Council Finalizes Ballot Language for Ridesharing Referendum
The Austin City Council has approved the ballot language for the city-wide election to be held in May on regulating ride-hailing companies such as Uber and Lyft. The language asks voters if they wish to repeal regulations that prohibit fingerprinting requirements for drivers, require distinctive emblems on vehicles, and prohibit drivers from loading and unloading passengers in travel lanes.
What the ballot language does not explain is that a “Yes” vote in May would essentially preserve the regulations that are currently in effect: By the time the election rolls around, a new city ordinance will have taken effect, so the ballot language is phrased in terms of "repealing" rather than "implementing" or "preserving."
“It’s actually repealing these things," explains Council Member Ann Kitchen. "Our job is to describe the ordinance that’s in front of [voters]. So, this states what this ordinance does by the very language in that ordinance.”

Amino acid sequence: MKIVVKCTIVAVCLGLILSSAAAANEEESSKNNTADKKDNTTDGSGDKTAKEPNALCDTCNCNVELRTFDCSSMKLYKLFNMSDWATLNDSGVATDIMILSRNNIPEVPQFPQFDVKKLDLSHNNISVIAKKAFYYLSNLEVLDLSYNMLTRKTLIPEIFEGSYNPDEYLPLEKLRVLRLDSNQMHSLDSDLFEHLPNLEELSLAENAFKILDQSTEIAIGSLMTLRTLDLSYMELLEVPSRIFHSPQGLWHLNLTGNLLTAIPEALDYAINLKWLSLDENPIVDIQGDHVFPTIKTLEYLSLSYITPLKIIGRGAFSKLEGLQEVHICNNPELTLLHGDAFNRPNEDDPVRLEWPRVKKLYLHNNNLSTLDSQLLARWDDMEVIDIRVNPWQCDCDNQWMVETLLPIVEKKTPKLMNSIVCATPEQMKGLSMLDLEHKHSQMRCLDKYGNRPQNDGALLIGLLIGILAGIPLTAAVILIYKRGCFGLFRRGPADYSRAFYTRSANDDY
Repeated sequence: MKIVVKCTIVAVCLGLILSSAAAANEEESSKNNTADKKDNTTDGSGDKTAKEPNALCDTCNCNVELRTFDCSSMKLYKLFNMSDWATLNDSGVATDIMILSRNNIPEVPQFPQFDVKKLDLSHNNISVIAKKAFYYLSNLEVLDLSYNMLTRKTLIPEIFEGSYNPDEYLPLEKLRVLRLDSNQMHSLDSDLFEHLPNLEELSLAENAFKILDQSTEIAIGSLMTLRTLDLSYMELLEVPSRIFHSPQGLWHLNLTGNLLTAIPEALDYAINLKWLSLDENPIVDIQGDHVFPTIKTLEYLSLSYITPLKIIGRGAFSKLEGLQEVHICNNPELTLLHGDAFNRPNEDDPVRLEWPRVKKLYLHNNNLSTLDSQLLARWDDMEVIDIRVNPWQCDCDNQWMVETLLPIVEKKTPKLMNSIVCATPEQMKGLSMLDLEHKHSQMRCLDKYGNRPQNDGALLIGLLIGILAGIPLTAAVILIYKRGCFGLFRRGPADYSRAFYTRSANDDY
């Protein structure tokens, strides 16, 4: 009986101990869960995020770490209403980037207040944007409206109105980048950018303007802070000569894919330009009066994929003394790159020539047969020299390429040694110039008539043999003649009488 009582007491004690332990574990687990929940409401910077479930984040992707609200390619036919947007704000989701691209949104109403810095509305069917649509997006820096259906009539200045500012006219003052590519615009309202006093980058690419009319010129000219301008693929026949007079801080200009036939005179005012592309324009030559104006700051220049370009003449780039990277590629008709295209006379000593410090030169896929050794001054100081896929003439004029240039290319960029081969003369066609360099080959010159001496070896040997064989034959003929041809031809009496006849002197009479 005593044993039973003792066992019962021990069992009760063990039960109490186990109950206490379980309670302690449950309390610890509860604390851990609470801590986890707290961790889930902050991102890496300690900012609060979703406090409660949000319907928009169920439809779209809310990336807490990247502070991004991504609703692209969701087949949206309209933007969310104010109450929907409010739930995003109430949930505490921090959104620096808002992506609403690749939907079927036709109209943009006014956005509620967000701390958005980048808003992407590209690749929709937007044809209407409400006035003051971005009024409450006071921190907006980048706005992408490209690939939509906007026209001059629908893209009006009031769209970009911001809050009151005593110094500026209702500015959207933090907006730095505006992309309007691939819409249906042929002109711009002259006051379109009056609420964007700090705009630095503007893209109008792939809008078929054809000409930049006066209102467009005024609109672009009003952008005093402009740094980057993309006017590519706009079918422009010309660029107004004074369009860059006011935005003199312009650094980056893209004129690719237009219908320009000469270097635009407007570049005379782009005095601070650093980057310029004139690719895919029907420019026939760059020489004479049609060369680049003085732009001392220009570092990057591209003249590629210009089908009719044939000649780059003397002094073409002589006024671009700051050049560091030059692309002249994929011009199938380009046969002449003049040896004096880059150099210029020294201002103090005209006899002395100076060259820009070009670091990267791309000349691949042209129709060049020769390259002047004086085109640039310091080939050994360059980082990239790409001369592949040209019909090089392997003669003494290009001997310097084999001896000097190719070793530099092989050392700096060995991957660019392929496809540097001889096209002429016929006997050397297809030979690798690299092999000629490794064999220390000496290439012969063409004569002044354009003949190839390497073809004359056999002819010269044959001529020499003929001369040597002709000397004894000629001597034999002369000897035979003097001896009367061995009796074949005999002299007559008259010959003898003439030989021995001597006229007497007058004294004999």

The petition ordinance going before voters would preserve the ride-hailing regulations currently in effect, with a few small changes.
Council Member Don Zimmerman opposed the ballot language because it fails to mention the fact that – if the ordinance passes – the city couldn't charge ride-hailing apps a fee on its Austin revenue, which would be diverted towards transportation improvements.
"If we pass this we're saying that we're repealing the fee, which is a benefit to the city of maybe $1 million a year in revenue," Zimmerman says.
The vote is scheduled for Saturday, May 7. You can read the full ballot language below.